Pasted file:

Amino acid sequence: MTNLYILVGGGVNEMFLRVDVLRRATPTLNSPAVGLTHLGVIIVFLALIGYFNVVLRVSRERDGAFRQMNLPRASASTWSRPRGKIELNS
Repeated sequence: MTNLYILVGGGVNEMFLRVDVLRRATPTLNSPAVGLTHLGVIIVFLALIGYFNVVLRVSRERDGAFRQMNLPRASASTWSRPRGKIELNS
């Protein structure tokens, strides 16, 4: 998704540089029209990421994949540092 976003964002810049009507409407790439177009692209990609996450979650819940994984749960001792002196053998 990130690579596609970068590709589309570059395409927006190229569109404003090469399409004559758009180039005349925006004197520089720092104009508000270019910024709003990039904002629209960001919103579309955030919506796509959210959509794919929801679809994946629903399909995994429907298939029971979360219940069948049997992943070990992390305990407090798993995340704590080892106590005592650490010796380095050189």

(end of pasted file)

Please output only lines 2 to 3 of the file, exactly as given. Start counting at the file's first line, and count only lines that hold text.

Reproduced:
Repeated sequence: MTNLYILVGGGVNEMFLRVDVLRRATPTLNSPAVGLTHLGVIIVFLALIGYFNVVLRVSRERDGAFRQMNLPRASASTWSRPRGKIELNS
């Protein structure tokens, strides 16, 4: 998704540089029209990421994949540092 976003964002810049009507409407790439177009692209990609996450979650819940994984749960001792002196053998 990130690579596609970068590709589309570059395409927006190229569109404003090469399409004559758009180039005349925006004197520089720092104009508000270019910024709003990039904002629209960001919103579309955030919506796509959210959509794919929801679809994946629903399909995994429907298939029971979360219940069948049997992943070990992390305990407090798993995340704590080892106590005592650490010796380095050189």